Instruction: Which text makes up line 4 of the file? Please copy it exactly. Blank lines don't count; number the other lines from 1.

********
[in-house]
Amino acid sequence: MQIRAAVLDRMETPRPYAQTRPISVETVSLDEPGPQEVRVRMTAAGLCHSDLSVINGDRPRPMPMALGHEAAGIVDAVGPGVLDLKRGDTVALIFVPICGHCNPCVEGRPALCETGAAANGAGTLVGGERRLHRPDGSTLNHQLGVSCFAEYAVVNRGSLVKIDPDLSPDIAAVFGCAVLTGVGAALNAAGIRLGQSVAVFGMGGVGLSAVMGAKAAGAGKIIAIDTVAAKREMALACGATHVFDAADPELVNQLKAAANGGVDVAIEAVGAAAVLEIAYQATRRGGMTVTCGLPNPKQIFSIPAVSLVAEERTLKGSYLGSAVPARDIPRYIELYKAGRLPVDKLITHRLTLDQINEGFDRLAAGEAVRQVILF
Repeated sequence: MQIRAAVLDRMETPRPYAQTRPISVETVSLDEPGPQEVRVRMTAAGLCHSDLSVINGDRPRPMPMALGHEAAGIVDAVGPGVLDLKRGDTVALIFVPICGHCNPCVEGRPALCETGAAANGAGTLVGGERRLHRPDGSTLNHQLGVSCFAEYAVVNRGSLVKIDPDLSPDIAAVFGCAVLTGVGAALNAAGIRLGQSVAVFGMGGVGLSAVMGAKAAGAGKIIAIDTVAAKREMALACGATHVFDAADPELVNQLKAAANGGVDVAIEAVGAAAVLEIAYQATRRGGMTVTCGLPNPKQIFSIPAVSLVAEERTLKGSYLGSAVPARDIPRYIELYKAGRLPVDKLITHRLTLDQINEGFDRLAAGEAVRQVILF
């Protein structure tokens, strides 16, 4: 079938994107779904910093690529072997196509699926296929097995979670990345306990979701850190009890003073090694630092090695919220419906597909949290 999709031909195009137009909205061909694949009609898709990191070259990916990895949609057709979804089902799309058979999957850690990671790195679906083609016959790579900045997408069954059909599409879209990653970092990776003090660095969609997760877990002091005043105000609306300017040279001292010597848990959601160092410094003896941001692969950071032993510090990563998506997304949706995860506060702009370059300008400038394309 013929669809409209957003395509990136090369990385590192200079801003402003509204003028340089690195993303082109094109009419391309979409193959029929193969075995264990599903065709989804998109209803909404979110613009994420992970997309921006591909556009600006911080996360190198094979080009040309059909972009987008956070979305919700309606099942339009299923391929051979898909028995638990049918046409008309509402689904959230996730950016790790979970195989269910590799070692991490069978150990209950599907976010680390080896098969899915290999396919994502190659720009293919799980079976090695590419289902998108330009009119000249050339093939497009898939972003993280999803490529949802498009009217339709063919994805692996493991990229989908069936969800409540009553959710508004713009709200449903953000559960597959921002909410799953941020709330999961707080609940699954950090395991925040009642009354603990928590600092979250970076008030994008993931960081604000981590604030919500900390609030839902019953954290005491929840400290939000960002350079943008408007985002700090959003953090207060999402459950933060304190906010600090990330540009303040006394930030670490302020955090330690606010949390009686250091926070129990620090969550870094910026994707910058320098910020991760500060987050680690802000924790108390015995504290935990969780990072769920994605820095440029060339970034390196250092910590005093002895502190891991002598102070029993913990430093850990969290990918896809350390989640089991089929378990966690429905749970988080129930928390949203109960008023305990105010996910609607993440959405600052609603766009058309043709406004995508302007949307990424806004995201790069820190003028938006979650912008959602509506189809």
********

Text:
């Protein structure tokens, strides 16, 4: 079938994107779904910093690529072997196509699926296929097995979670990345306990979701850190009890003073090694630092090695919220419906597909949290 999709031909195009137009909205061909694949009609898709990191070259990916990895949609057709979804089902799309058979999957850690990671790195679906083609016959790579900045997408069954059909599409879209990653970092990776003090660095969609997760877990002091005043105000609306300017040279001292010597848990959601160092410094003896941001692969950071032993510090990563998506997304949706995860506060702009370059300008400038394309 013929669809409209957003395509990136090369990385590192200079801003402003509204003028340089690195993303082109094109009419391309979409193959029929193969075995264990599903065709989804998109209803909404979110613009994420992970997309921006591909556009600006911080996360190198094979080009040309059909972009987008956070979305919700309606099942339009299923391929051979898909028995638990049918046409008309509402689904959230996730950016790790979970195989269910590799070692991490069978150990209950599907976010680390080896098969899915290999396919994502190659720009293919799980079976090695590419289902998108330009009119000249050339093939497009898939972003993280999803490529949802498009009217339709063919994805692996493991990229989908069936969800409540009553959710508004713009709200449903953000559960597959921002909410799953941020709330999961707080609940699954950090395991925040009642009354603990928590600092979250970076008030994008993931960081604000981590604030919500900390609030839902019953954290005491929840400290939000960002350079943008408007985002700090959003953090207060999402459950933060304190906010600090990330540009303040006394930030670490302020955090330690606010949390009686250091926070129990620090969550870094910026994707910058320098910020991760500060987050680690802000924790108390015995504290935990969780990072769920994605820095440029060339970034390196250092910590005093002895502190891991002598102070029993913990430093850990969290990918896809350390989640089991089929378990966690429905749970988080129930928390949203109960008023305990105010996910609607993440959405600052609603766009058309043709406004995508302007949307990424806004995201790069820190003028938006979650912008959602509506189809």